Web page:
· All marketers are liars : the power of telling authentic stories in a low-trust world
· Marketing metrics : 50+ metrics every executive should master
· Marketing plans for service businesses : a complete guide
· Private label strategy : how to meet the store brand challenge
· Total e-mail marketing : maximizing your results from integrated e-marketing
· Word of mouth marketing : how smart companies get people talking
· Writing winning proposals : PR cases
· The long tail : why the future of business is selling less of more
· The handbook of organic and fair trade food marketing
· Naked conversations : how blogs are changing the way businesses talk with customers
· Generation X : Americans born 1965 to 1976
· Food spending in American households.
· After sixty : marketing to baby boomers reaching their big transition years
· Applying aging trends and demographics to planning.
· The American marketplace : demographics and spending patterns
· American health : demographics and spending of health care consumers
· Religion in a free market : religious and non-religious Americans : who, what, why, where
· Turning silver into gold : how to profit in the new boomer marketplace
Minorities & Women
· Women-owned businesses in 2006 : trends in the top 50 metropolitan areas
· Women-owned businesses in 2006 : trends in the U.S. and 50 states
· Businesses owned by women of color in the United States, 2006
Industry research, despite being a fundamental part of business research, can sometimes take a back seat to other, sexier, topics like market research or competitive intelligence.
Not so with this guide from the Library of Congress, which offers links and citations to various industry research sources both in print and online. For instant industry research gratification, don’t miss the Industry Sources – U.S. Government section, which provides links to tons of online industry research from the Census Bureau, the IRS, and other .gov sites.
Industry research can be sexy (as far as any kind of business research can be, I guess). If you’re into this sort of thing, check out the Hill Library’s redesigned BizToolkit (select Industry Research) from the drop-down menu) for additional industry research sources.
While you were on summer vacation, our collection development team was hard at work finding the latest and greatest in business information for you! Over the next few posts we’ll highlight the most interesting new acquisitions from the summer months.
First up – industry information. Trade journals and industry statistical resources are great for obtaining the latest and most insightful overview of an industry. In addition, many small business books are written with an eye toward giving the reader a clear picture of how the industry works and its current issues. With that in mind, here are the journals, industry references, and small business books purchased by the Hill Library recently:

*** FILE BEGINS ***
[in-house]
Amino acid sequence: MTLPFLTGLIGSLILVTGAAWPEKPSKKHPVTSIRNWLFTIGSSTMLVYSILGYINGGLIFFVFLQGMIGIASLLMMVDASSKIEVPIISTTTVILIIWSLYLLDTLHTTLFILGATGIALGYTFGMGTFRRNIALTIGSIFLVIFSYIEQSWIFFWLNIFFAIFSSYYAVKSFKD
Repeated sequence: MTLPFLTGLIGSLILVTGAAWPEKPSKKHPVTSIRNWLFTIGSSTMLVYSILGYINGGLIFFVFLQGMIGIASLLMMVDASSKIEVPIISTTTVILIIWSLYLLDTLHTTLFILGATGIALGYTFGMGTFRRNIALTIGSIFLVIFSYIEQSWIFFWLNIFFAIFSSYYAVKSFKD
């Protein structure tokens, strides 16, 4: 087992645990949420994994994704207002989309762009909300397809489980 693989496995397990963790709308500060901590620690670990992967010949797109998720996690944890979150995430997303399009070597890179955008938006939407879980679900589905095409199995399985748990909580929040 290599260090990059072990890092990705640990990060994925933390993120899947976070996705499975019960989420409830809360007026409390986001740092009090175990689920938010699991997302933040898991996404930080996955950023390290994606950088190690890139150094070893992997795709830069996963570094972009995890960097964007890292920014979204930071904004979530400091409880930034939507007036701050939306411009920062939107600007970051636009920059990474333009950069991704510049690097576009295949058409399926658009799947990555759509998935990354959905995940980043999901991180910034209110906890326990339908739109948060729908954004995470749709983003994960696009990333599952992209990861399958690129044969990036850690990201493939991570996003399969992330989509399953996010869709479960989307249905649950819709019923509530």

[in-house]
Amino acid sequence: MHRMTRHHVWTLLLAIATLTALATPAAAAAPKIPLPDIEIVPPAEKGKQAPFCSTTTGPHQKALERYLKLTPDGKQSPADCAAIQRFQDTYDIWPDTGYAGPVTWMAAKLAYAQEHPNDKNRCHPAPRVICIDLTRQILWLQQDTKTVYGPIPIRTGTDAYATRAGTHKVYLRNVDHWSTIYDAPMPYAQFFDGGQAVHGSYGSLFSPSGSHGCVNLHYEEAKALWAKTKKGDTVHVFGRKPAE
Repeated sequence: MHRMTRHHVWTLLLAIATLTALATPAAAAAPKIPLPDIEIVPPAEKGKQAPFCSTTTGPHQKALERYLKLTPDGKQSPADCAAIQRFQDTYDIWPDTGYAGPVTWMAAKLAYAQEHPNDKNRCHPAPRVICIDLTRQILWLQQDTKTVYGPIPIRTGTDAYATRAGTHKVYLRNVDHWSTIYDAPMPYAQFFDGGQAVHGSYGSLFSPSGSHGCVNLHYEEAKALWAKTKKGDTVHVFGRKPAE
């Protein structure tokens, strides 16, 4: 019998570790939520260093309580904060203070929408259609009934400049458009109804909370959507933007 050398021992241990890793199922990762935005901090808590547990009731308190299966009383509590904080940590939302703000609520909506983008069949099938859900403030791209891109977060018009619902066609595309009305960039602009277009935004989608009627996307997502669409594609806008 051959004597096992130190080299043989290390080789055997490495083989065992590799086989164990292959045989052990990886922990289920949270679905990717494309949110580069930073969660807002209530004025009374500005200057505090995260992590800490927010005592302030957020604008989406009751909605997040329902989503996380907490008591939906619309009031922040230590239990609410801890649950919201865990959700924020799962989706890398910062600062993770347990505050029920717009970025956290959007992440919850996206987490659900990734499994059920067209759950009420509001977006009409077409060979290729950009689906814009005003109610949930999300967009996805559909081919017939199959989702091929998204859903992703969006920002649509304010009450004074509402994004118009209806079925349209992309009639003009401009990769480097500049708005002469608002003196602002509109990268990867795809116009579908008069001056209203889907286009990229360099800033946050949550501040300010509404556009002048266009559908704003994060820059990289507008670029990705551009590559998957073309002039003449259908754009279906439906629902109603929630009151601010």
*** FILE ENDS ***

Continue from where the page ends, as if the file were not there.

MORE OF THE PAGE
· Deli business.
· Medical device & diagnostic industry.
· NACS magazine [National Association of Convenience Stores]
· Salon today.
· Shopping center business.
· Planet news. [Professional Landcare Network]
· Ethanol producer magazine.
· Consumer insight [ACNielsen]
· Hispanic enterprise.
· Instore buyer.
· Baking & snack.
· Biodiesel magazine.
· Foodservice news.
· Future age.
· Limousine & chauffeured transportation.
· Specialty retail report.
· Bicycle retailer and industry news.
Industry statistics and directories
· 2006 state of the business incubation industry
· 2007-2008 ChristianTrade international market directory
· Annual financial review / Food Marketing Institute
· Annual state of the industry report [Leisure & Entertainment Industry]
· Organic Trade Association’s … manufacturer survey.
· Overview of assisted living.
· Science business : the promise, the reality, and the future of biotech
· Senior care digest.
· The business of healthcare innovation
· The Licensing letter royalty trends report
· The managed care industry market datasource
· The new wellness revolution : how to make a fortune in the next trillion dollar industry
· The search : how Google and its rivals rewrote the rules of business and transformed our culture
· Building a successful biodiesel business : technology considerations, developing the business, analytical methodologies
· Building a successful home staging business : proven strategies from the creator of home staging
· Concierge & errand quick tips : an information guide to get you started
· How to start a home-based professional organizing business
· How to start and operate your own design firm : a guide for interior designers and architects
· Small is the new big : and 183 other riffs, rants, and remarkable business ideas
· Start your own blogging business : generate income from advertisers, subscribers, merchandising and more
· The business and practice of coaching : finding your niche, making money, and attracting ideal clients
· The concierge manual : a step-by-step guide on how to start your own concierge service and/or lifestyle management company
· The game producer’s handbook
· The professional personal chef : the business of doing business as a personal chef